Discover more from MLS Musings
The MLS playoffs: An eternal conundrum
MLS is looking at a change to the playoffs, but do they need it?
Last night, Sam Stejskal and Pablo Maurer reported that MLS is, once again, looking to tweak the playoffs, going for a group stage format. Given MLS’s constant changing of the format, this raises the question: is it necessary?
Today, I’ll give my two cents on the topic. I’d actually been sitting on this piece for a while, but now feels like a good time to drop it.
Are the playoffs too big?
As an astronaut with a gun once said, “always have been.” If you think the size of the playoffs is bad in 2022, how would you have felt during much of MLS’s first 15 years? Up until the late 2000s, you basically had to try to miss with the playoffs.
Playoffs aren’t about reaching a point target, but about jumping teams ahead of you. Back in the 1990s and early 2000s, there was only one or two teams you had to jump to get in.
For a particularly egregious example, let’s take a look at Decision Day in 2004. New England played Chicago, with the winner reaching that year’s postseason. The loser….won the Wooden Spoon. The Revs won, tying the Fire with 33 points from 30 games (a point-per-game rate that would have had them thirteenth in the 2022 East, slotted between Chicago and Toronto) and pipping them on tiebreaker. This team, that only avoided the Spoon on a tiebreaker, then upset Shield-winning Columbus in the first round over two legs, and only fell to DC in the Eastern finals on penalties.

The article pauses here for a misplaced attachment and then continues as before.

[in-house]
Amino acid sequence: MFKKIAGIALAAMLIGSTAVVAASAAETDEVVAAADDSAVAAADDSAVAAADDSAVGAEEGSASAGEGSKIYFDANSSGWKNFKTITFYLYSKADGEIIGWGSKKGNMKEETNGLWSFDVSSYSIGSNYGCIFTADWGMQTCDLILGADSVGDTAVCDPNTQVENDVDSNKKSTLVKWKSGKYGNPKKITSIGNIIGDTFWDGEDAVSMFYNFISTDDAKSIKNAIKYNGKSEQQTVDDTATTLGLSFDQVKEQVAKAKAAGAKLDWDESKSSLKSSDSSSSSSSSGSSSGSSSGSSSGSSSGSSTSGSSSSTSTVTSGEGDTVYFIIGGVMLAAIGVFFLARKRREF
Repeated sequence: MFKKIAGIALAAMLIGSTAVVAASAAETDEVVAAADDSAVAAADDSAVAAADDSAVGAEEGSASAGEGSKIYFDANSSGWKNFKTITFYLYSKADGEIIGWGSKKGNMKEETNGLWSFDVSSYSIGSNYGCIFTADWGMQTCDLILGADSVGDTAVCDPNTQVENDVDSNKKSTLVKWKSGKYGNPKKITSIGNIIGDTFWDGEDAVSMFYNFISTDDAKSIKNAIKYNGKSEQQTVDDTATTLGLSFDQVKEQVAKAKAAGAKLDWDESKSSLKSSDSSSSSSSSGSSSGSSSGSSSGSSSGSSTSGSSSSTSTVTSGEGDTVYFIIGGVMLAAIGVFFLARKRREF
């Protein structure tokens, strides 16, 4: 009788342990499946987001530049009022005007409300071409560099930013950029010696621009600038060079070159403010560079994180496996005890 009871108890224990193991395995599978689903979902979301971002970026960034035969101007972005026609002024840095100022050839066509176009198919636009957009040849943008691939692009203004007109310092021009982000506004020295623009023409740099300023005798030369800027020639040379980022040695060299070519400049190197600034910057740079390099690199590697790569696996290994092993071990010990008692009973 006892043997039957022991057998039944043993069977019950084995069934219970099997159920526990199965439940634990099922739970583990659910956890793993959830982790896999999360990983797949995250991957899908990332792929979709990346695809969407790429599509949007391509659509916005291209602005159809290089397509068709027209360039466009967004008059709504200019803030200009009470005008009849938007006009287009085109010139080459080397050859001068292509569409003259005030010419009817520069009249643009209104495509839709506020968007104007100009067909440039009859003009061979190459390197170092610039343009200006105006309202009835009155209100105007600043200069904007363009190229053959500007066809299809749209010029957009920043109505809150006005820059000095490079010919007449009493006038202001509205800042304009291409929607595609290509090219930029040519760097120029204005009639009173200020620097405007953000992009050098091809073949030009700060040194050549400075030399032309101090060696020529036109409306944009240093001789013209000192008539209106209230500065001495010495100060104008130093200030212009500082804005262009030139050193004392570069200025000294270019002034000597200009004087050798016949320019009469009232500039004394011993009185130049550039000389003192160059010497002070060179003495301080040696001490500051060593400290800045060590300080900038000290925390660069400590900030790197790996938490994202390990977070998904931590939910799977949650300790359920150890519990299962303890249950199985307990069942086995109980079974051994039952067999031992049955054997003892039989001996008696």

There’s also a case one year later, where two weak expansion teams (like, all time BAD teams) basically made that year’s Western qualification a foregone conclusion. And when the playoffs start, all scoreboards read zero. The Galaxy, who basically got to coast all season because of this and finished on just 45 points in 32 games, went on to win MLS Cup, beating the one seeds in both conferences along the way.
During the late 2000s and early 2010s, thanks to league expansion, the percentage of teams making the playoffs began to decrease. You had the same amount of teams in the playoffs, but the amount of teams you had to beat out just to scrape in grew. Making the postseason wasn’t “congrats, you didn’t completely suck,” it was “you were better than a decent chunk of teams, nice going.” In normal years (so we’re throwing out 2020, because COVID screwed everything up), only twice (2015-2016) since 2008 has the percentage of playoff teams bumped 60% or higher (where it was from 1996 to 2007), and 2022 marks just the second time that the percentage of playoff teams has dipped to 50% (the other coming in 2010).
The playoffs are only bigger today in terms of volume of teams. They’ve never been harder to qualify for; you don’t just leapfrog one team and call it a day, you have to jump seven teams to make it.
Now, I do agree that they still might be a bit too big today; I think making the playoffs should be an achievement. But it’s better than where we were, and I don’t think MLS wants to shrink because of one Internet nerd.
Which format to go with?
This one is a bit trickier. MLS has tinkered with the format numerous times.